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'Waco: The Aftermath' Episode 5 Review: Noesner's unexpected testimony leads to a SHOCKING revelation

Noesner came to the court with one mindset: tell the truth, and he did exactly that
Michael Shannon as Gary Noesner in 'Waco: The Aftermath' (Showtime)
Michael Shannon as Gary Noesner in 'Waco: The Aftermath' (Showtime)

LOS ANGELES, CALIFORNIA: When the trial for ‘Waco Siege’ began, it looked like the US government will do everything and anything to save itself. There were many twists and turns in the trial. We saw one of the ‘Waco 5’ taking the plea deal and giving testimony against their own. Dan Cogdell, who was defending the ‘Waco 5’, did some extraordinary work to make people believe that his clients did not do anything to deserve any kind of punishment. At the end of the fourth episode, we saw FBI negotiator Gary Noesner (Michael Shannon) being called for testimony because he was responsible for bringing 35 people out of the building that was raided by the ATF.

The stage was set and people knew that something concrete is going to come from Noesner’s testimony. In the final episode of 'Waco: The Aftermath', he made his way to the court and Cogdell (Giovanni Ribisi) barged him with questions. Noesner made it clear that his negotiations were going well and that’s why he was able to bring 35 people out. He also made it clear that different approaches were made during the siege. During his testimony, a shocking revelation came out when Cogdell asked him about the time when the decision of the raid was done. It was revealed that Noesner, the lead negotiator, was not even in the meeting where ATF and FBI decided that a “raid” should be conducted because everyone knew that he would oppose it.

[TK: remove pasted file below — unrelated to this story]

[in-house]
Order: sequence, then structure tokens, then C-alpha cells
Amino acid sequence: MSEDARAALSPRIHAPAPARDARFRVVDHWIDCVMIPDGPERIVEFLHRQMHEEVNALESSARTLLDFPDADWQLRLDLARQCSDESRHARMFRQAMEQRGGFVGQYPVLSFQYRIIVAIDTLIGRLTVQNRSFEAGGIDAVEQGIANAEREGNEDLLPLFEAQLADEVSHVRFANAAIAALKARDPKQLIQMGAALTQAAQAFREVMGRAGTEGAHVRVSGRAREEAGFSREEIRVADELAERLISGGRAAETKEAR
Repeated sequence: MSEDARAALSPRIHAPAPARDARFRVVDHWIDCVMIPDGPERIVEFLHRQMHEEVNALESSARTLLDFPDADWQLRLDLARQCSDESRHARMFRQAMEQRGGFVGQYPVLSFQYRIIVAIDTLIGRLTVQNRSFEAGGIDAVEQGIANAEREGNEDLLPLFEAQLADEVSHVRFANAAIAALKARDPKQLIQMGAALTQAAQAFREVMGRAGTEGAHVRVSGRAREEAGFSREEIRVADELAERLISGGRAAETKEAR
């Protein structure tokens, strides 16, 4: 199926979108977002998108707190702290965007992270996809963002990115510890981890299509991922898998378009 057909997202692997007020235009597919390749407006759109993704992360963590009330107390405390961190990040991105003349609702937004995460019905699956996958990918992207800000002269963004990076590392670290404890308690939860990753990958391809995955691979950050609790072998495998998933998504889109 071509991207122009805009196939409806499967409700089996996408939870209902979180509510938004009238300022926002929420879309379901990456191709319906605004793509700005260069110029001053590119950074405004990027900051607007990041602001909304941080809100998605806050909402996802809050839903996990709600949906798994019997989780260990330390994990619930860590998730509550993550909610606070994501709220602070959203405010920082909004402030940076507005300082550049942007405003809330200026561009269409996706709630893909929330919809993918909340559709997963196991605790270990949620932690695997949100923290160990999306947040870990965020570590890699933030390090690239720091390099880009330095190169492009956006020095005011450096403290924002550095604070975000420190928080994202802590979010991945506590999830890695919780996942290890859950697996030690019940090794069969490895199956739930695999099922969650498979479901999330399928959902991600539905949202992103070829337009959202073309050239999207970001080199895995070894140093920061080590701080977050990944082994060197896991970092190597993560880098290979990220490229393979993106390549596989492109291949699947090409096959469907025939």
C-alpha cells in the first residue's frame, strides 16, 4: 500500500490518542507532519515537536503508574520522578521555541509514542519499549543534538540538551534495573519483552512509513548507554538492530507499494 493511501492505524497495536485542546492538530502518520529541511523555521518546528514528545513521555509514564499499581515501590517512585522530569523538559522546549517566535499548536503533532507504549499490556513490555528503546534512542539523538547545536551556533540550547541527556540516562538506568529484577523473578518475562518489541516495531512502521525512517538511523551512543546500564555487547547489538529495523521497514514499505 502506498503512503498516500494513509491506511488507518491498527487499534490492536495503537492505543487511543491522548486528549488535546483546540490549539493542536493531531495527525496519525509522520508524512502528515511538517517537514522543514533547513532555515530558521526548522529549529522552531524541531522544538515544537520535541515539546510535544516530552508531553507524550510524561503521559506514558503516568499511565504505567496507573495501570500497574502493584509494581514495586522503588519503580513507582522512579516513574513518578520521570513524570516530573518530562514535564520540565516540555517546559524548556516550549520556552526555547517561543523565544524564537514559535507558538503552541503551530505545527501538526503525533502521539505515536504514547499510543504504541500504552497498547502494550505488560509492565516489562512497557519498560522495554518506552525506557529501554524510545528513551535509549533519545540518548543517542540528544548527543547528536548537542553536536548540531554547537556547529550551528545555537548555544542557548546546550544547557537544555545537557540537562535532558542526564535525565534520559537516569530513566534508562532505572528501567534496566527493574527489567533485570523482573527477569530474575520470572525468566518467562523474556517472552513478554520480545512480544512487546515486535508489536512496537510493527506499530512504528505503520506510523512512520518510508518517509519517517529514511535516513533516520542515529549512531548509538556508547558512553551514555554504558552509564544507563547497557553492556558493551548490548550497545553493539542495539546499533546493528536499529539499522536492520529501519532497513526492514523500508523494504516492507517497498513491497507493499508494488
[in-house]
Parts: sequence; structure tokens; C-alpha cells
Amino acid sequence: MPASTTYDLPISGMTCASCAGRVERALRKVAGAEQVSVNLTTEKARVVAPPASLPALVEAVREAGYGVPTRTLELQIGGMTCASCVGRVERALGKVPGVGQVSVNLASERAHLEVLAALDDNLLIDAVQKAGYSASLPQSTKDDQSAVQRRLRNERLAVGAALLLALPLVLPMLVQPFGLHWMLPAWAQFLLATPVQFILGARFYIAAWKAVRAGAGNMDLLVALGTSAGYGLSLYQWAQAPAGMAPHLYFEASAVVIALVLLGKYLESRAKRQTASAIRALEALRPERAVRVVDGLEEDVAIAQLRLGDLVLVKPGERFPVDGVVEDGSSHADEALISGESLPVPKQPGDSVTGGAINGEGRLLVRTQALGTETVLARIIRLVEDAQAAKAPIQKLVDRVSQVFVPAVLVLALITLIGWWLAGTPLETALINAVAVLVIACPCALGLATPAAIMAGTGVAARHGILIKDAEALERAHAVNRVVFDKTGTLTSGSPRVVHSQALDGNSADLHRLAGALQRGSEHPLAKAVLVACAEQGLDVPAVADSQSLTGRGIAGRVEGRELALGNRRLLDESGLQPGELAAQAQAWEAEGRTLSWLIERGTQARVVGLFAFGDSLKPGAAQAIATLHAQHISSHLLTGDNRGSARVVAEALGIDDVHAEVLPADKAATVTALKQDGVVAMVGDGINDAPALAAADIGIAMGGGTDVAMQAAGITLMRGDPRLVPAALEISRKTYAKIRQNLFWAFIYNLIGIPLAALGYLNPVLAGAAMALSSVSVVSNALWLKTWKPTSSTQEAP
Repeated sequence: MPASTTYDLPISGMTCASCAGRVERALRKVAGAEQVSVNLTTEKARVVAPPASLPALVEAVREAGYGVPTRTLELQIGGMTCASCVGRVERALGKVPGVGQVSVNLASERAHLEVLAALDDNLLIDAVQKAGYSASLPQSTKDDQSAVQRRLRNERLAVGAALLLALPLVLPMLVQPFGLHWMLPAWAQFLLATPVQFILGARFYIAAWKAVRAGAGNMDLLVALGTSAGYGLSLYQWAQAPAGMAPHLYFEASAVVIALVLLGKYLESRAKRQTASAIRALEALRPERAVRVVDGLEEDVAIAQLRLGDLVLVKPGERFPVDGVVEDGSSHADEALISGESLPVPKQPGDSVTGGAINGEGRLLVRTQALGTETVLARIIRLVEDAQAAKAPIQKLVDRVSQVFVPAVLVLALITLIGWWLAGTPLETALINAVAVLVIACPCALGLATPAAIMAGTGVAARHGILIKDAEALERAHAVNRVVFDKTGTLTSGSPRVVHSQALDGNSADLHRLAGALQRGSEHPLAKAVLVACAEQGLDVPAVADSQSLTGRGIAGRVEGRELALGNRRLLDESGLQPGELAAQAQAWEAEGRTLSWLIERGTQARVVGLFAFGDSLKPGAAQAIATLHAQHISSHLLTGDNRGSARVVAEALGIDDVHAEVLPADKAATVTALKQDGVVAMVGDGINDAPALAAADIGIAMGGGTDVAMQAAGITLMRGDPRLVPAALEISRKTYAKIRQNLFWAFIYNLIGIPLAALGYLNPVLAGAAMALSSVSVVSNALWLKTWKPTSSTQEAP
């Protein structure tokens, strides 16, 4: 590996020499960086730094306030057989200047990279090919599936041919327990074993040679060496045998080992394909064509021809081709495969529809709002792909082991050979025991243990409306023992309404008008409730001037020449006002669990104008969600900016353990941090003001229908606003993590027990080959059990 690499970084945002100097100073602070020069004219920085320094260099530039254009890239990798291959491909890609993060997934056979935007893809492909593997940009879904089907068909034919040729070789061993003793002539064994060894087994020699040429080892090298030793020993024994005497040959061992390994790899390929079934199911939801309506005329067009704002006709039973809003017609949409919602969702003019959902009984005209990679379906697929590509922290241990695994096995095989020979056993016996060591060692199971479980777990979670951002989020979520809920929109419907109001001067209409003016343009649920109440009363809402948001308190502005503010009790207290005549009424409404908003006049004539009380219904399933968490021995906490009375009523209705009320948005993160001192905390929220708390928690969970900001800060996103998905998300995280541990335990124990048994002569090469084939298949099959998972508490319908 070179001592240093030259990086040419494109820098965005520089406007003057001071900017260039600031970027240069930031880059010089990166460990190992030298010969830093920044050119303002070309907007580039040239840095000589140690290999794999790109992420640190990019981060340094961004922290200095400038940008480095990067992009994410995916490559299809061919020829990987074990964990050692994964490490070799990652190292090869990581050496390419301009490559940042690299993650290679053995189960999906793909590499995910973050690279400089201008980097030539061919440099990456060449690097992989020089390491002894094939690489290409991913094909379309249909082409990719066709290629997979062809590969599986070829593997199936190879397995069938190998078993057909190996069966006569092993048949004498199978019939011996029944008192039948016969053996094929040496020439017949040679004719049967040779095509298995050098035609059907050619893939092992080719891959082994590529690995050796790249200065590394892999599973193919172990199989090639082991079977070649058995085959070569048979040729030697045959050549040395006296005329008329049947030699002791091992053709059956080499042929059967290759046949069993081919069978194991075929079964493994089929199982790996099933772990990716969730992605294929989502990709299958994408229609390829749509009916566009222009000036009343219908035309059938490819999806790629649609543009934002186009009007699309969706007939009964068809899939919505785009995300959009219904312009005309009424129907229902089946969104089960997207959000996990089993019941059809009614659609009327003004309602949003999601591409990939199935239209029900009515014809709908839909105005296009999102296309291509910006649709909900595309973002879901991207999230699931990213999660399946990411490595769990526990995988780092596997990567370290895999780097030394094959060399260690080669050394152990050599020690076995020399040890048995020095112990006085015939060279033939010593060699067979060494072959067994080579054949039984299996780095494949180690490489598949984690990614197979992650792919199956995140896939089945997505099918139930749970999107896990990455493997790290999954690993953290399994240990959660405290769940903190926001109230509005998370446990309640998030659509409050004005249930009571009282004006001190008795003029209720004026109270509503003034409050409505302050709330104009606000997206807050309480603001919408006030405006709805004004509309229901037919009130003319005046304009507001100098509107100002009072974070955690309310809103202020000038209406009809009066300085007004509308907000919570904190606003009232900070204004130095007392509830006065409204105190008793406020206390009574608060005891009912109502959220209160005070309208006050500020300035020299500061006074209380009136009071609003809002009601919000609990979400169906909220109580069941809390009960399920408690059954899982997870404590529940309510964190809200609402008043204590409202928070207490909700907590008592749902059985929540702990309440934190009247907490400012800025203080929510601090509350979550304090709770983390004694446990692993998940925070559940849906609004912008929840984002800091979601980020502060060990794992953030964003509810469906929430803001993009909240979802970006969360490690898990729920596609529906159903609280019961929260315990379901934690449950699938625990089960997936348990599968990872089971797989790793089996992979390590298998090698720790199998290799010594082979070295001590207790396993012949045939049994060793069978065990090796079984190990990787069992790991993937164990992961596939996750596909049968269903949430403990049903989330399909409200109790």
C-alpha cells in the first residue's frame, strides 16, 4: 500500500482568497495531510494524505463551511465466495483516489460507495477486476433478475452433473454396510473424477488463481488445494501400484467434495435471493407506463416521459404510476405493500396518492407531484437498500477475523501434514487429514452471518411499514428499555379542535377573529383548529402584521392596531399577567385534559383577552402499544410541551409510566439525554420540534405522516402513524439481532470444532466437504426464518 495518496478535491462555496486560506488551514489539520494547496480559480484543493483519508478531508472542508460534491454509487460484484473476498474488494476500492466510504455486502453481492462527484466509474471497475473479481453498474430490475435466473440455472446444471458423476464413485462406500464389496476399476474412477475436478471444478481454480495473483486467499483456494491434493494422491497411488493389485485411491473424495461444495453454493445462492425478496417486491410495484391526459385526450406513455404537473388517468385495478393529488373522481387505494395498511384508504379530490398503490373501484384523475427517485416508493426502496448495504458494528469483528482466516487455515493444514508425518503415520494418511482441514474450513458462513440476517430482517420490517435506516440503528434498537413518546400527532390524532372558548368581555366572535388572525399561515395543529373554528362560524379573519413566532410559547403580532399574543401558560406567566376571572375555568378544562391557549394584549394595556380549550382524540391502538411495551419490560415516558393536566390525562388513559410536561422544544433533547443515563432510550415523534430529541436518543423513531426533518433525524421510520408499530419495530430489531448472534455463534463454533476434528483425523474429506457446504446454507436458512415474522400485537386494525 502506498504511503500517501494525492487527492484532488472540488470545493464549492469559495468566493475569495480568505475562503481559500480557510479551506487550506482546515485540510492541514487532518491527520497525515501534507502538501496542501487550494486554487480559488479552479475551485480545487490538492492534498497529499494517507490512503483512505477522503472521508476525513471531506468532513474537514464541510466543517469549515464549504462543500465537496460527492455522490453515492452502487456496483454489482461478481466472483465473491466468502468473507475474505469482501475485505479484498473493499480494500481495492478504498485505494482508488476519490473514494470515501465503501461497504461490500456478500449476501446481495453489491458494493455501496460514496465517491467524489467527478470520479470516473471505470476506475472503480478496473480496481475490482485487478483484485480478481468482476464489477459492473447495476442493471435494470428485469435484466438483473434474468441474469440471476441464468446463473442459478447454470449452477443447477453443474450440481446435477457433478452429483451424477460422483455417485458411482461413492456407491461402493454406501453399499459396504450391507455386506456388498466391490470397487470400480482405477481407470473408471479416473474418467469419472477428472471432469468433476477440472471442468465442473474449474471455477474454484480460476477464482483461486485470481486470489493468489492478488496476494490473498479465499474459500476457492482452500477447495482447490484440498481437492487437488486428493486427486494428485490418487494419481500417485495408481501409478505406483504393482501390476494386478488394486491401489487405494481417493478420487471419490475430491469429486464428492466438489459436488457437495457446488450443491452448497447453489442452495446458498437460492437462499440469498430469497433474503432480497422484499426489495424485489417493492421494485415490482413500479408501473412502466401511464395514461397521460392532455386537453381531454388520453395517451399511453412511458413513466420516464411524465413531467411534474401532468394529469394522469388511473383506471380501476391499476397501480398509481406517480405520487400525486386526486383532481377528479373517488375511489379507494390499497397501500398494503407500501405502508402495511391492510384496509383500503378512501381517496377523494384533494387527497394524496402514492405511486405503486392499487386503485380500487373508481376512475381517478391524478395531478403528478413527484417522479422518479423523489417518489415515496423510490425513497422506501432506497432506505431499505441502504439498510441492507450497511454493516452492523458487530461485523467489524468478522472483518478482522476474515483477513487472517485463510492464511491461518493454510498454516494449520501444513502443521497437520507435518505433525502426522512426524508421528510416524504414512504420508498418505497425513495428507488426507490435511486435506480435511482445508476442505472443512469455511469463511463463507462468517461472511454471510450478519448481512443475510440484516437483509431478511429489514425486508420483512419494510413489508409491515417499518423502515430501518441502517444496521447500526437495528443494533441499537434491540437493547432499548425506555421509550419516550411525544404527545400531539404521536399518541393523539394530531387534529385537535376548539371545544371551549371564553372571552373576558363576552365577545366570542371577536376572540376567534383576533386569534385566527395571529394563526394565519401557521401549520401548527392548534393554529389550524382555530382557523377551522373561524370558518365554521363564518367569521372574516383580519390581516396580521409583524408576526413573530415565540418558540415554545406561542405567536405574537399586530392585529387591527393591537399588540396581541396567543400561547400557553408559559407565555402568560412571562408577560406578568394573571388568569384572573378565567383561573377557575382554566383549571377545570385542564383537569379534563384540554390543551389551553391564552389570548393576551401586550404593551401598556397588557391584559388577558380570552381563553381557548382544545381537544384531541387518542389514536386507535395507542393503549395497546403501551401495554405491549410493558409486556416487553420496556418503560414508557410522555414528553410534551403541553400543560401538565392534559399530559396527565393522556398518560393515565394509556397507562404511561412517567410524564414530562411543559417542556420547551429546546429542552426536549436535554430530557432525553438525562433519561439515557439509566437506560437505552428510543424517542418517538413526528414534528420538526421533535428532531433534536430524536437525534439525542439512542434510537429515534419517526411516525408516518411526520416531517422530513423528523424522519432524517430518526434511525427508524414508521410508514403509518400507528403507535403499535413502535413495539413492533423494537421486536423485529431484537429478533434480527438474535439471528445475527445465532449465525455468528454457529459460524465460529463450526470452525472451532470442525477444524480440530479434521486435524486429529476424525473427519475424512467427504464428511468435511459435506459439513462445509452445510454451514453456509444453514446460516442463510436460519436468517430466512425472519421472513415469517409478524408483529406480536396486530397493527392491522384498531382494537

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A still from 'Waco: The Aftermath' (Showtime)
A still from 'Waco: The Aftermath' (Showtime)

Why Gary Noesner was not present in the meeting with Attorney General?

Noesner was fed up with all these “trick” questions and asked Cogdell to ask what question he really wants to ask. And that question was: “Was it inevitable if they were planning to die all along?” So, Cogdell went ahead and asked him the same, to which, Noesner replied with a firm “NO.” He also said that if his team would have been given more time, they could have brought almost everyone out. Did Noesner tell the same to the leadership? Yes, he did and that’s why he was not called in the meeting with the Attorney General.

He added, “That’s why I was rotated out. Some FBI leaders were tired of the press and the attention. The American public was tired of it. Everyone was tired. The FBI wanted it over at any cost.”

Noesner's testimony came as a shock to the govt.

His testimony came as a shock to everyone and the prosecution team was left stunned because they were expecting him to be supporting everything that the FBI was saying. But he couldn’t do that because he was having nightmares and couldn’t sleep. The entire situation could have been handled differently if Noesner was present there, but the government wanted to end it by taking a decision that ended up being so brutal.

After his testimony, he continued to work with the FBI and retired in 2003 after a 30-year-long career including 23 years as the chief of the agency’s Crisis Negotiation Unit, the Critical Incident Response Group.